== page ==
Indigenous leaders say Pope’s tour of Canada is ‘a missed opportunity’ for skipping British Columbia


Indigenous leaders in British Columbia expressed disappointment on Friday that Pope Francis’ trip to Canada did not include a stop in their province.

Pope Francis will be in Canada July 24-29, stopping in Quebec, Edmonton and Iqaluit.

The lack of stops in British Columbia on the route is not lost on Chief Rosanne Casimir of Tk̓emlúps te Secwépemc where the discovery of over 200 potential burial sites on the grounds of the Kamloops Indian Residential School sparked surveys at other sites across Canada.

“This is a missed opportunity to come to ‘ground zero’ and hear directly from survivors, intergenerational survivors and offer more words of apology, retaliation and reconciliation,” Casimir said in a statement.

WATCH | Indigenous leaders express disappointment with Pope’s itinerary:

Disappointment over the Pope’s itinerary during his next visit

The Vatican has announced that Pope Francis will visit Canada at the end of July, stopping in Edmonton, Quebec and Iqaluit. Some have expressed disappointment with his route.

In a statement, Terry Teegee, regional chief of the British Columbia Assembly of First Nations, called on the pope to reconsider his plans.

“This glaring oversight must be rectified immediately,” he said in a statement.

Archbishop Richard Smith, coordinator of the papal visit to Canada, said the trip was limited to just three “hubs” due to the pope’s mobility issues.

The 85-year-old pontiff recently canceled a planned trip to Lebanon and was photographed in a wheelchair for the first time.

Pope Francis arrives in a wheelchair to attend an audience with nuns and religious superiors in the Vatican’s Paul VI hall on May 5. The 85-year-old pontiff recently canceled a planned trip to Lebanon. (Alessandra Tarantino/Associated Press)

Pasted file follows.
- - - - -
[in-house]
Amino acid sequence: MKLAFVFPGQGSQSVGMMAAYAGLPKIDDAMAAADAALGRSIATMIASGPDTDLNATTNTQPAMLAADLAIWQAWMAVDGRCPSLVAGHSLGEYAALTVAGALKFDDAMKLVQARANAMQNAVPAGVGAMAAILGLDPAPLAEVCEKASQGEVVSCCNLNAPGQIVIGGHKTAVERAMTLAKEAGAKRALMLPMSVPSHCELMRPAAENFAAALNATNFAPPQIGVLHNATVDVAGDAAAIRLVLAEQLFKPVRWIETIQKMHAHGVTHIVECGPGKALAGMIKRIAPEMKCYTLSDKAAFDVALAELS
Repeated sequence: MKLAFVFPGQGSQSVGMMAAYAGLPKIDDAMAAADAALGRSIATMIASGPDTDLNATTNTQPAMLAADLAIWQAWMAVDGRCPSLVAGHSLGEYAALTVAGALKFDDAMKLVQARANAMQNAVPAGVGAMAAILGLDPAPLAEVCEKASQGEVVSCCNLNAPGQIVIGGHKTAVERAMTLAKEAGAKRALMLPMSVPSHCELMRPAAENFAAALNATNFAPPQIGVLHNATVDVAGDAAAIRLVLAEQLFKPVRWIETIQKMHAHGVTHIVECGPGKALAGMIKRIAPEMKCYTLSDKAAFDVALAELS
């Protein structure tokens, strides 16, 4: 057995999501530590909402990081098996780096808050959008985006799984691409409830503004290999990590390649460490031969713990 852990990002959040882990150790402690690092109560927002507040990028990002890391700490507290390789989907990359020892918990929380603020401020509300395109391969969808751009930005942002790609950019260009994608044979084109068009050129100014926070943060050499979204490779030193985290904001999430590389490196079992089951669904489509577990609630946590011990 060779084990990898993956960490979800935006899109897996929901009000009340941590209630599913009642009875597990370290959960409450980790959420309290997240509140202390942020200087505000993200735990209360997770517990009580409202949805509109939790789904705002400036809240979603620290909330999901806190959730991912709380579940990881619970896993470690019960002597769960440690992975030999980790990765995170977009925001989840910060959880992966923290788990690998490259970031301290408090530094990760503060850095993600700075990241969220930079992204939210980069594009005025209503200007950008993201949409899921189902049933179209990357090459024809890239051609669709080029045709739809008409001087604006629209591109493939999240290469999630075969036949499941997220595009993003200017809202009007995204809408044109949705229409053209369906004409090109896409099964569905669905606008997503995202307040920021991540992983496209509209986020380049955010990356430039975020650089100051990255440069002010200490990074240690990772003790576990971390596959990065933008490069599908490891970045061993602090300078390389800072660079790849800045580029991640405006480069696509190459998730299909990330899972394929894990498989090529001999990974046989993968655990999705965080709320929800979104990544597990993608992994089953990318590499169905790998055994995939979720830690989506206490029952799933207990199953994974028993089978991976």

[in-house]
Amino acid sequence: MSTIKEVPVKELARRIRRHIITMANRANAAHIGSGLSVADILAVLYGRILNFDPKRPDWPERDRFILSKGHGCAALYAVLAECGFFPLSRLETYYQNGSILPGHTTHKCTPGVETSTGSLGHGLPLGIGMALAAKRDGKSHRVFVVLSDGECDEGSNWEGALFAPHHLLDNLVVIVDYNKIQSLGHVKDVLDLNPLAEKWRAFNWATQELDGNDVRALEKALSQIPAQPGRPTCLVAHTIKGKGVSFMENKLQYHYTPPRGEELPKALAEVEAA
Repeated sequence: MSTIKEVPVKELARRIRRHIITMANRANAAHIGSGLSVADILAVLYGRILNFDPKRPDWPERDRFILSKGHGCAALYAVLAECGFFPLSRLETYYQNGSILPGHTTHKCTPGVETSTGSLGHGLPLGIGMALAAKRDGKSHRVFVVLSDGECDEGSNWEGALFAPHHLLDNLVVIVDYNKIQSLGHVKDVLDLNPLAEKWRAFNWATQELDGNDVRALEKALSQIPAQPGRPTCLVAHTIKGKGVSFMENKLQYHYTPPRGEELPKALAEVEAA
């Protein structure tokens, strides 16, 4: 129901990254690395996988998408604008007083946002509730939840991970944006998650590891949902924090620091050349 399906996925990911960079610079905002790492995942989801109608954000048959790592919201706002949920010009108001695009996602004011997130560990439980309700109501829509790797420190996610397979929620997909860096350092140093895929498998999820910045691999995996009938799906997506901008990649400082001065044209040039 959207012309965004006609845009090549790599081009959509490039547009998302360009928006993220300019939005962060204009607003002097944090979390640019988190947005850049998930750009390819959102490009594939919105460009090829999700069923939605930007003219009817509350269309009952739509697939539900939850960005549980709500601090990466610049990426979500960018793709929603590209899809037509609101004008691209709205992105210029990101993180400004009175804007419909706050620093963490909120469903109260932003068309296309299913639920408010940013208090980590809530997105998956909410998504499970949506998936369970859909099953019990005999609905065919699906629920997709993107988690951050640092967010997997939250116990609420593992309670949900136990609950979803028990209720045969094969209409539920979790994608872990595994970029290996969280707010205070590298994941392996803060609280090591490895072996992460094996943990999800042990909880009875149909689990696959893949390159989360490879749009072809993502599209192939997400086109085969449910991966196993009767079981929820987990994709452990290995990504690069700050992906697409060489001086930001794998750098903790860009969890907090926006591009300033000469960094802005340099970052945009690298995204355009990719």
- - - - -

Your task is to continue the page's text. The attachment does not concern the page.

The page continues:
“What’s really driving this is the pope’s limited ability to move around,” Smith said from Edmonton on Friday.

“The Vatican has been very, very clear: when he comes to a country, he can’t fly in a helicopter, he can’t be in a car for more than an hour, he can’t be in a different place every night. .”

Federal Indigenous Services Minister Patty Hajdu said Friday that the government welcomes the pope’s visit, but plans for where he will visit depend on the Vatican.

There are 139 former residential school sites across Canada, most of them operated by the Catholic Church. Pope Francis should visit some of them and repeat the apologies he made when visiting indigenous leaders in Rome.

Rosanne Casimir, chief of Tk̓emlúps te Secwépemc, says the pope is invited to visit the former site of the Kamloops Indian Residential School. (Doug Herbert/CBC)

Casimir is disappointed that the pope has no plans to visit the site of the Kamloops Indian Residential School, the country’s largest residential school run by the Roman Catholic Church, or other sites in the province where unmarked graves have been found.

“He didn’t acknowledge the invitations to really come and meet with us and really walk these meaningful milestones in the future,” she said.

Casimir said there was an open invitation for the Pope to visit the site at any time, noting that there was an airport less than 15 minutes from the community.

“I’m going to keep some hope alive,” she said.


Support is available to anyone affected by their residential school experience or recent reports.

A National Indian Residential Schools Crisis Line has been established to provide support to former students and those affected. People can access emotional referral and crisis services by calling the 24-hour National Crisis Line: 1-866-925-4419.